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Widening the democratic space  -  Relevance of the issue / Office of the High Commissioner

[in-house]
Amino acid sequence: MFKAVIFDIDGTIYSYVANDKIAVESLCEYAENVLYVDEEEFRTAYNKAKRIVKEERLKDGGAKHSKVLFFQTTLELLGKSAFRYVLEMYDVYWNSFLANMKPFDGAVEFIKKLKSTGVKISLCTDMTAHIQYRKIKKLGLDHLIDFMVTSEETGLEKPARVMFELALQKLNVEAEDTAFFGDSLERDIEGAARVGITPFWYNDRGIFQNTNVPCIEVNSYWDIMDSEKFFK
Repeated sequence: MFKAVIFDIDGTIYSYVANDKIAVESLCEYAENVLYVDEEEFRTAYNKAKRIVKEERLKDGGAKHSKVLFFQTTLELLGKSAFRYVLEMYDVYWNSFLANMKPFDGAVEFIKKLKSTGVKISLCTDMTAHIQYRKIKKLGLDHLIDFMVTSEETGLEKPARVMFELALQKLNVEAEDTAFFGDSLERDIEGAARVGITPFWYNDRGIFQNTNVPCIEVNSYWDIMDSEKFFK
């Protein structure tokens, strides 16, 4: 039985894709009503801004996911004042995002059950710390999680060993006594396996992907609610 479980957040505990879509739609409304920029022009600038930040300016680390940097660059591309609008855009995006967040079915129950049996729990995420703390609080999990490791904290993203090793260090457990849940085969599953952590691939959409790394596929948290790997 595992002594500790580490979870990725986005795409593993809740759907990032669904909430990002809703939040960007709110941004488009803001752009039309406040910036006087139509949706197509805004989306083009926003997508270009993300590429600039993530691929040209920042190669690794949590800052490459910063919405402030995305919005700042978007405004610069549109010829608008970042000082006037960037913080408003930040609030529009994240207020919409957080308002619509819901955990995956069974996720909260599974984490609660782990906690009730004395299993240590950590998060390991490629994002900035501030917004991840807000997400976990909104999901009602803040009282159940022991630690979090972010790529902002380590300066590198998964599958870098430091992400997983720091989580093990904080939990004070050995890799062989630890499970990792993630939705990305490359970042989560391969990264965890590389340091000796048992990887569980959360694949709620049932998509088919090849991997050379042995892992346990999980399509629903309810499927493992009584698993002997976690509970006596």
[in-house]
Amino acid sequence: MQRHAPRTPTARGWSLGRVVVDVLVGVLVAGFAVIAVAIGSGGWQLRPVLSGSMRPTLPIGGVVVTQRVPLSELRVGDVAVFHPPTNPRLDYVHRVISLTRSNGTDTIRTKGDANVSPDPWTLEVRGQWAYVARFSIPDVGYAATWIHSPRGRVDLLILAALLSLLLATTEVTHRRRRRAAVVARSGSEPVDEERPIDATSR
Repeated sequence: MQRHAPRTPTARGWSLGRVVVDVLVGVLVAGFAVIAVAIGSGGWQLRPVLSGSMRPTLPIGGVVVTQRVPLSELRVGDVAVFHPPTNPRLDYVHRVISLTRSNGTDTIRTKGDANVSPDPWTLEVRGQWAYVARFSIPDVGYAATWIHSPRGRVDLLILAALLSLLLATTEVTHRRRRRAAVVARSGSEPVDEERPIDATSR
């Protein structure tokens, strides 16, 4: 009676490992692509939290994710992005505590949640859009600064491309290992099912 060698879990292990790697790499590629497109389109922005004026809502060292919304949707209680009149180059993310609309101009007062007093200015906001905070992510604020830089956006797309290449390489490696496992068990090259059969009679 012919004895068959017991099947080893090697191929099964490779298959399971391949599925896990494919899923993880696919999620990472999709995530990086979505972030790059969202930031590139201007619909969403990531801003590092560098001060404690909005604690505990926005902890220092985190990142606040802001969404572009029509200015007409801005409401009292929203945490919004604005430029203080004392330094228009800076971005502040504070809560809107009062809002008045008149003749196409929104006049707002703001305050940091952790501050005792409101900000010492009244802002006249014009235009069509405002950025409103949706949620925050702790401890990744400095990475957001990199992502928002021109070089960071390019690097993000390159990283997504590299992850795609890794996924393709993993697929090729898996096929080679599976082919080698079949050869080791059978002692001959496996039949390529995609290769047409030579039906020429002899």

Transparent and participative societies based on dialogue, pluralism and tolerance can exist only where State and non-State actors respect the exercise of rights, including freedom of opinion and expression, peaceful assembly and association and participation in public life. The exercise of these freedoms is fundamental to fostering dialogue, upholding the rule of law and democracy through participation and creating a safe and enabling environment within which an independent and robust civil society1/ can help build and maintain an effective human rights protection system. In many countries, independent State mechanisms have been established to promote and protect human rights as a key element of this participative system. Human rights education is also central to nurturing democratic spaces and contributing to an enabling environment through preventative strategies. In States in transition, where democratic space is nascent or limited, the protection of these freedoms is a test of political will and capacity for change.She has something to say! A student raises her hand at a public school in Taliko Neighbourhood, Bamako. Education and human rights education is central to nurturing democratic spaces and contributing to an enabling environment. © UN Photo/Marco DorminoShe has something to say! A student raises her hand at a public school in Taliko Neighbourhood, Bamako. Education and human rights education is central to nurturing democratic spaces and contributing to an enabling environment. © UN Photo/Marco DorminoIn recent years, political changes resulting from popular protests in several countries, particularly in the Middle East and North Africa, have led to the opening of democratic spaces, including through an unprecedented use of social media as a mobilizing tool. However, those spaces are often disputed and in some cases, public freedoms are threatened by both State and non-State actors, with increasingly polarized economic, political, social and religious dynamics. These developments undermine meaningful transitions that should be anchored to the rule of law and fundamentally, the enjoyment of human rights, peace, stability and social justice.Trends to restrict public liberties and curtail the role of civil society actors have been identified around the world, particularly in the context of electoral processes or in reaction to protests against austerity measures, corruption and social injustice. Moreover, in a number of countries, governments continue to use security policies, including counter-terrorism strategies, as a pretext to restrict public freedoms and the role of civil society.In such contexts, human rights defenders, such as media workers and activists, are often the primary targets of threats and attacks by authorities and increasingly, by non-State actors, including those linked to the private sector. Women defenders are targeted when they are perceived to challenge socio-cultural norms, traditions, perceptions and stereotypes related to the role and status of women in society. In all regions, incitement to hatred2/ and discrimination, stigmatizing opponents or specific groups, are more evident in political speeches and are being trivialized and amplified through the media and use of communication technologies.Rather than engaging in dialogue to address the root concerns of protestors, some governments are adopting measures to restrict public freedoms and resorting to violent repression of any forms of protest or criticism. The power and role of the military is frequently used and abused to curtail democratic spaces. These practices are likely to continue.In other countries, the increased trend towards combining politics and religion and/or traditional values has led to restrictions on public freedoms, exacerbating intolerance, incitement to hatred and violence, and thereby endangering pluralism and dialogue. In those contexts, women are often exposed to multiple forms of discrimination and targeting.Equality March, LGBTI pride festival in Moldova, 2013. © OHCHR Photo/Claude CahnEquality March, LGBTI pride festival in Moldova, 2013. © OHCHR Photo/Claude CahnNew technologies offer a variety of opportunities for media workers, activists and institutions to expand democratic spaces. But, they also carry with them additional human rights challenges. Measures to control these technologies, and those who use them, are rapidly developing, including measures of mass surveillance, leading to concerns for the right to privacy and the need to protect individuals who reveal human rights violations, such as whistle-blowers.Although if the number of national human rights institutions (NHRIs) has grown from a mere handful 20 years ago to more than 100, the lack of independence prevents some of them from effectively fulfilling their mandates. NHRIs must be independent, equipped with sufficient resources and the competence to promote and protect the full spectrum of rights, in accordance with the Paris Principles. Victims of human rights violations often face serious financial and other difficulties in seeking access to justice. NHRIs, which in principle are much easier to access, can play an important role in receiving and considering individual complaints related to human rights violations.Despite the creation of more mechanisms and mandates to protect civil society actors, in recent years they have been subjected to acts of intimidation and reprisals as a consequence of their cooperation with the UN, its representatives and its mechanisms in the field of human rights. As the Secretary-General stated in his report on peacebuilding in the aftermath of conflict,“[r]eprisals and intimidation against individuals cooperating with the United Nations are unacceptable [..] We must take action at every level to strengthen the voices of democracy.”OHCHR expected contribution